London - Three British siblings were removed from an easyJet flight after passengers wrongly accused them of “reading Islamic State material”.
A couple thought they saw the phrase “praise be to Allah” in Arabic on the siblings’ phones – and reported them.
Ali Dharas, 21, and his sisters Sakina, 24, and Maryam, 19, are of Indian heritage but were born in London and grew up there.
After taking their seats on the flight from Stansted to Naples, they were escorted from the plane and questioned by armed police.
In an hour-long interrogation on the tarmac, they were asked if they could speak English and asked to hand over their mobile phones. They said they did not have Arabic texts on the devices and that they had been targeted by passengers who assumed they were jihadis because of their appearance.
The siblings were told they could be subject to further background checks, before being allowed to continue their journey.
Writing on Facebook about the incident, which took place on August 17, Sakina said the officers told them: “A passenger on your flight has claimed that you three are members of IS… They saw you with Arabic or ‘praise be to Allah’ on your phone.”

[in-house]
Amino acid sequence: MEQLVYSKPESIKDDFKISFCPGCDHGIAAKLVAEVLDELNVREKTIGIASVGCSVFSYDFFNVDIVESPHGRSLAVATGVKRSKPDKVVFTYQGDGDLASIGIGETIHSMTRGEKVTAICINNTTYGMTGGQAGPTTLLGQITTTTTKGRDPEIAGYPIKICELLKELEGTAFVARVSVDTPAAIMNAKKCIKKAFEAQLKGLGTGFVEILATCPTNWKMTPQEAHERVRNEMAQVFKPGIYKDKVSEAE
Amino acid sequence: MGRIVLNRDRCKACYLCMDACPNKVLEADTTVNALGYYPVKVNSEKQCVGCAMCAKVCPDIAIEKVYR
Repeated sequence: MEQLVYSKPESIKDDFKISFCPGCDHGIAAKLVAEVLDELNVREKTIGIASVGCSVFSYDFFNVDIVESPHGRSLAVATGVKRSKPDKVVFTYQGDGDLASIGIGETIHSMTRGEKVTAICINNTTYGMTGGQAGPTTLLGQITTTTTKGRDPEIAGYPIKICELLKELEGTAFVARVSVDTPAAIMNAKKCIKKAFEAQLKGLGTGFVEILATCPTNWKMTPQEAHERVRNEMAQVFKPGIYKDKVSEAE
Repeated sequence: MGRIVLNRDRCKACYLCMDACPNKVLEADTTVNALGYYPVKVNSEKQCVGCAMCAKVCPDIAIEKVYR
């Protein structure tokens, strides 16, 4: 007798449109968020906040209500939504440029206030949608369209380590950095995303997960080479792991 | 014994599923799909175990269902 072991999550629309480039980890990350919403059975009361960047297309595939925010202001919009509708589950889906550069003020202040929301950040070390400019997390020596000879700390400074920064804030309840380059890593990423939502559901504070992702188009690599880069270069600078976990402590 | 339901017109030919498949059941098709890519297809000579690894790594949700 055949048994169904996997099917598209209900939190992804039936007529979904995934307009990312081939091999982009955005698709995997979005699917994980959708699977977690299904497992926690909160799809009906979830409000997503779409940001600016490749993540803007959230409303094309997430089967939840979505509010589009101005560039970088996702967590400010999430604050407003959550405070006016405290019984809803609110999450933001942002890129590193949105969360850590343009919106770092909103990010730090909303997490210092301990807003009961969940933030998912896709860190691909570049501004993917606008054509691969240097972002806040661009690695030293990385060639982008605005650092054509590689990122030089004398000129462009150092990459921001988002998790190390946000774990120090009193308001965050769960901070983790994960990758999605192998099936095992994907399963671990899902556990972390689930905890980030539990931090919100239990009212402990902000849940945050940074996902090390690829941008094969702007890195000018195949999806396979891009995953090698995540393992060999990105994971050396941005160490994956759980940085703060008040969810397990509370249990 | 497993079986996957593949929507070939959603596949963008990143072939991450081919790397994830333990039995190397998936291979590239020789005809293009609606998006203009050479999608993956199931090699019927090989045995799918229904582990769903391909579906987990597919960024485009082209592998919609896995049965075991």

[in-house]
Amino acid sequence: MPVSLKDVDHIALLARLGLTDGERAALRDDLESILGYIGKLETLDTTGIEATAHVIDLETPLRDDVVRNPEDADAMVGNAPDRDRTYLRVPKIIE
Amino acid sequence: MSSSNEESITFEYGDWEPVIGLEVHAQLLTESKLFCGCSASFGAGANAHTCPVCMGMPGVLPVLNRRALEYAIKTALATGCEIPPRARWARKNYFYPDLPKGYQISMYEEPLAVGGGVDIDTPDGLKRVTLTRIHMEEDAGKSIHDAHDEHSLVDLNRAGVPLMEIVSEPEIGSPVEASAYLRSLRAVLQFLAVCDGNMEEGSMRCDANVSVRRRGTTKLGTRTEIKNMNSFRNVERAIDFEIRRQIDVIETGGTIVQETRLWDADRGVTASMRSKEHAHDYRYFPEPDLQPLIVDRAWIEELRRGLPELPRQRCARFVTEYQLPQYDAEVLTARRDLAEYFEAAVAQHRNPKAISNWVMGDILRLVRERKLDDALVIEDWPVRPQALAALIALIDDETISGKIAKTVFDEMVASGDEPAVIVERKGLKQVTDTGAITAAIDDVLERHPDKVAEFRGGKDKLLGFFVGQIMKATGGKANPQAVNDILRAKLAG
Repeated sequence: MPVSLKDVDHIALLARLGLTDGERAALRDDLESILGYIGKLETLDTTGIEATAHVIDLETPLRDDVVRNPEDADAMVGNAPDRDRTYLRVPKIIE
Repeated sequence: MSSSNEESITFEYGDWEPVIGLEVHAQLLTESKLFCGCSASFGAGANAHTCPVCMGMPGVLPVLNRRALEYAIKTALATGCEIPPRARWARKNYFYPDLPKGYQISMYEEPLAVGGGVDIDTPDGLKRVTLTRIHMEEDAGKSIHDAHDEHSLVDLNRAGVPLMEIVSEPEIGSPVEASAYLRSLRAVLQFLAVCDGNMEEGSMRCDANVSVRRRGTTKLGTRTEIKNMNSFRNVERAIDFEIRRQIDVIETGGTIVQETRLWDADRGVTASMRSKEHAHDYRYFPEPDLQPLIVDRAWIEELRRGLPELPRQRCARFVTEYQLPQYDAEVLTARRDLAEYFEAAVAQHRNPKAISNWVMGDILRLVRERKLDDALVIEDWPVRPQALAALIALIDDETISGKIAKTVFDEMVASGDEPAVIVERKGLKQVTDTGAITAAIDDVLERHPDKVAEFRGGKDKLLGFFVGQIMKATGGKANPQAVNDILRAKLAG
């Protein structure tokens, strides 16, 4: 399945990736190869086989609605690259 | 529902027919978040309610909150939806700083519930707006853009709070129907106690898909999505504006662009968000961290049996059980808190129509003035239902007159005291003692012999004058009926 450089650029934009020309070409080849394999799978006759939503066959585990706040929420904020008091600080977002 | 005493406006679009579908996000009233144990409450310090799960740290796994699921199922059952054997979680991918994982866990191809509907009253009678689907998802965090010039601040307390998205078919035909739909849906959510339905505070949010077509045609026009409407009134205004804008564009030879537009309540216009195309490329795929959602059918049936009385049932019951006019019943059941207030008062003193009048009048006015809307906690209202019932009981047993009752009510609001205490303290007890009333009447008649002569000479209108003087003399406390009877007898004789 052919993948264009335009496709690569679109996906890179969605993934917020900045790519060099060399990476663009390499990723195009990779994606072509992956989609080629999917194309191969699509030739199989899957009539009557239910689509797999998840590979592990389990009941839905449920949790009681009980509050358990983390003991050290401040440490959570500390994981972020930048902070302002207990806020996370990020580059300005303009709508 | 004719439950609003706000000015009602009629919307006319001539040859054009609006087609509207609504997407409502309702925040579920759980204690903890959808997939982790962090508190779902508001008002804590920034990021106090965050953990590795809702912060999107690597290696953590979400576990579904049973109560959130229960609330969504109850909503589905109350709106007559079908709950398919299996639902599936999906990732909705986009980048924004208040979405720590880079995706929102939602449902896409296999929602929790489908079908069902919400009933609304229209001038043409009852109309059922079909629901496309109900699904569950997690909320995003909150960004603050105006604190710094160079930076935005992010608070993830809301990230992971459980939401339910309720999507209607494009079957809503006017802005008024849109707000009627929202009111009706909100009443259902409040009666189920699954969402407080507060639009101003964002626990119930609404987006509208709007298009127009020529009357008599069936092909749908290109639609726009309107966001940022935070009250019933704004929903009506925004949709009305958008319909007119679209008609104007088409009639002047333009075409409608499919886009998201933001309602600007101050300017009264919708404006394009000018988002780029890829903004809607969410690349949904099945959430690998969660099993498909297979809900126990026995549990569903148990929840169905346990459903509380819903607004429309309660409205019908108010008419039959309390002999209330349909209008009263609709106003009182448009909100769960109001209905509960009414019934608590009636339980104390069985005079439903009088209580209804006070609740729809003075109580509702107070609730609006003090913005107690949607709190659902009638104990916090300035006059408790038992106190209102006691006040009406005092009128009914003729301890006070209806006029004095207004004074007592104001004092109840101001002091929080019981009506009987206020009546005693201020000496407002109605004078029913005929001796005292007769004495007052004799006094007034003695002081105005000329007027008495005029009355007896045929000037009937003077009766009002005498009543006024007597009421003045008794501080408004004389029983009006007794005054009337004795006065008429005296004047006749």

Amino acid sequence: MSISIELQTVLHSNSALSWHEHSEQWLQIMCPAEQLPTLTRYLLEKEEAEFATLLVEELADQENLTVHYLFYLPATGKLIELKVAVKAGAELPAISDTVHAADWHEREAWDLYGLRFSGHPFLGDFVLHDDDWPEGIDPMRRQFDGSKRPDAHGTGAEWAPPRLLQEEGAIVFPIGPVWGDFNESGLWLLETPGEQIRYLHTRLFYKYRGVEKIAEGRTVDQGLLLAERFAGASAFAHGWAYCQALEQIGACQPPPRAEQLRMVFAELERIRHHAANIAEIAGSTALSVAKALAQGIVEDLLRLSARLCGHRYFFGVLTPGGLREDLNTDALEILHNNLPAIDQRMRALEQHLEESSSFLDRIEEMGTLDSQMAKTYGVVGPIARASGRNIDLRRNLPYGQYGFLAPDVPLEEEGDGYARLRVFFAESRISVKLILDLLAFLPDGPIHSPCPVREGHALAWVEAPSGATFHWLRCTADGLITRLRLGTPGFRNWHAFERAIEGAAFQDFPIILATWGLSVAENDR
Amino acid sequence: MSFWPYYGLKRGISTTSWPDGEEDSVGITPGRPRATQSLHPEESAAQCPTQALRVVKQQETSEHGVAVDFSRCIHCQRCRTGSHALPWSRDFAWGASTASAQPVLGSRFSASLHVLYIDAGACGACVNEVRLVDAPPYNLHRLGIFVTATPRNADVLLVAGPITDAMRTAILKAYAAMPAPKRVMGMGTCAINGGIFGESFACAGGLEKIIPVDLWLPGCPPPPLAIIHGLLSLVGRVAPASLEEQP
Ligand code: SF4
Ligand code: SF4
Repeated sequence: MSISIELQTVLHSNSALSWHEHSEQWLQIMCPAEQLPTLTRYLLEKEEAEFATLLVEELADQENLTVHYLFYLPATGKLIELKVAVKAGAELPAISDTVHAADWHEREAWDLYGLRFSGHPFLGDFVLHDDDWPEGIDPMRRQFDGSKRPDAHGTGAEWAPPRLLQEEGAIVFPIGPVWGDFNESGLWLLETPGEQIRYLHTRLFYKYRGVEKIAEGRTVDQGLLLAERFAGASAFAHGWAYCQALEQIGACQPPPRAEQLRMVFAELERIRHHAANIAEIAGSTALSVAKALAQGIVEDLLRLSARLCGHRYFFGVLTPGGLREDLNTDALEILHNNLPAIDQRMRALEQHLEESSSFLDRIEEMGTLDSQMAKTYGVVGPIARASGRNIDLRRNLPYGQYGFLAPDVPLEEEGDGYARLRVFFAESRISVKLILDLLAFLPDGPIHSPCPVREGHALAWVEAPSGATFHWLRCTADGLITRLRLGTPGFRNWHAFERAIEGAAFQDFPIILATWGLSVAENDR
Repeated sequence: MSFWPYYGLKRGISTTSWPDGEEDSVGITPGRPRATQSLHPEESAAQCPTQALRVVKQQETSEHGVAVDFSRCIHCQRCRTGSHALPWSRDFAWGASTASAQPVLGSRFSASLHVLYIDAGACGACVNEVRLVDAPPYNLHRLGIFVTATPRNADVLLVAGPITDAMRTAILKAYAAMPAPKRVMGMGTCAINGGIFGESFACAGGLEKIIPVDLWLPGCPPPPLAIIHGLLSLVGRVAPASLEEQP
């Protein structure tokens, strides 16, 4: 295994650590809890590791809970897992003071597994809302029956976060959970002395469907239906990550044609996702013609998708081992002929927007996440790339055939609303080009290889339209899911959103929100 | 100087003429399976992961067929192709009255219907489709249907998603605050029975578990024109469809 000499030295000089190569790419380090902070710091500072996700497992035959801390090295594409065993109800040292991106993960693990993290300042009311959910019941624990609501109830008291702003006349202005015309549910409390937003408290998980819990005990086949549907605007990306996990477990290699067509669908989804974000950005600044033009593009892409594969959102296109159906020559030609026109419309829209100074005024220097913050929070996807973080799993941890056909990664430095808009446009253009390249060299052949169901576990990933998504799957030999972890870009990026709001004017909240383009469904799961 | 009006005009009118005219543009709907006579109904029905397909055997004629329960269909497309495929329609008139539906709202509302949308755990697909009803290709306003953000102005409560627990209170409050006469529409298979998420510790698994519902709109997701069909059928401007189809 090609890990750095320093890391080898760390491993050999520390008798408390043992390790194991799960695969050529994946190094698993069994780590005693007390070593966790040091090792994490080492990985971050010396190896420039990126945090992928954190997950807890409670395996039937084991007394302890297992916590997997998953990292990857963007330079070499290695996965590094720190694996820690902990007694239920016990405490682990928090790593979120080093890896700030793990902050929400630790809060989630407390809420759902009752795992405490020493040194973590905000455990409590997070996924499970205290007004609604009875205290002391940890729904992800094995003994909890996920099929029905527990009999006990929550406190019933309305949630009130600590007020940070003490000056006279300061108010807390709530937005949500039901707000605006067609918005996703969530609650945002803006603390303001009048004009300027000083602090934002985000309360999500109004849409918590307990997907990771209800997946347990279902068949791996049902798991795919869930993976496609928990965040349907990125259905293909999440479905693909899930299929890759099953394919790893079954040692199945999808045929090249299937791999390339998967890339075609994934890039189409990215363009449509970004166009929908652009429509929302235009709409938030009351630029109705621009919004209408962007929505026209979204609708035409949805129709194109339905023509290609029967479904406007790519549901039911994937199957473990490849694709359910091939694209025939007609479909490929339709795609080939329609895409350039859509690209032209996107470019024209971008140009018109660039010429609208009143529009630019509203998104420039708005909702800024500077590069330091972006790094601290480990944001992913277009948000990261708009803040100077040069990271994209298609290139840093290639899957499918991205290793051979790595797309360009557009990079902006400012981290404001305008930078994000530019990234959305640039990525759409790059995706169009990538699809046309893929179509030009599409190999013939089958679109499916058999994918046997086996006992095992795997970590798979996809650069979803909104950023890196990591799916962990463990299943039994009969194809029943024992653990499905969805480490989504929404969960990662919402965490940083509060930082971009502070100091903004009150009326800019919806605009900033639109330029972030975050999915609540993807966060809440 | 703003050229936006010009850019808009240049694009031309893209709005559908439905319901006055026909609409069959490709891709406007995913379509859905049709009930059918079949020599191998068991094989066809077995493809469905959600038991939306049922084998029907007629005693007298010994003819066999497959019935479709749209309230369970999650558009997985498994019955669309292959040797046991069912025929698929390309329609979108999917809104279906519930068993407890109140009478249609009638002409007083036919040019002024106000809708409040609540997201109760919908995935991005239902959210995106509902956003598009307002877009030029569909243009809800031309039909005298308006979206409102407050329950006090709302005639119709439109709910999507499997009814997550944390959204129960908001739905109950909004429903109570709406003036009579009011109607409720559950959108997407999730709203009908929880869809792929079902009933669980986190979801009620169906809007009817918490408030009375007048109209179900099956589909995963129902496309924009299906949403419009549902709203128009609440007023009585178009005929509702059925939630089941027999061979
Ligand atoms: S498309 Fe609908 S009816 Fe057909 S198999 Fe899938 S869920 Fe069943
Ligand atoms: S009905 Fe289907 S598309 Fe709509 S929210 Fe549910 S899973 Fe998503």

Miss Dharas, a clinical pharmacist at University College London, wrote: “Firstly, that’s part of the Qur’an, our religious text, so even if we did have it, it wouldn’t signify that we’re a part of IS… regardless, we’ve had nothing on our phone remotely Arabic-related this morning. We’re Indian by ethnicity, so we wouldn’t even have Arabic in conversation.” She added: “We would only have been allowed back on the plane if there wasn’t a shred of doubt… so someone must be the liar here.
“Why were those passengers not removed for wasting police time, lying, making false allegations and racial profiling?”
An easyJet spokesperson said a member of ground staff had “requested the assistance of the police who took the decision to talk to three passengers at the bottom of the aircraft steps”. He added: “If a security concern is raised we will always investigate it… We would like to apologise for any inconvenience caused to the passengers.”
A spokesperson for Essex Police said the force had received reports of “concern regarding the behaviour of three people” and that, after examining their phones, officers “quickly established that no offences had been committed”. He added: “We are satisfied the call was of good intent.”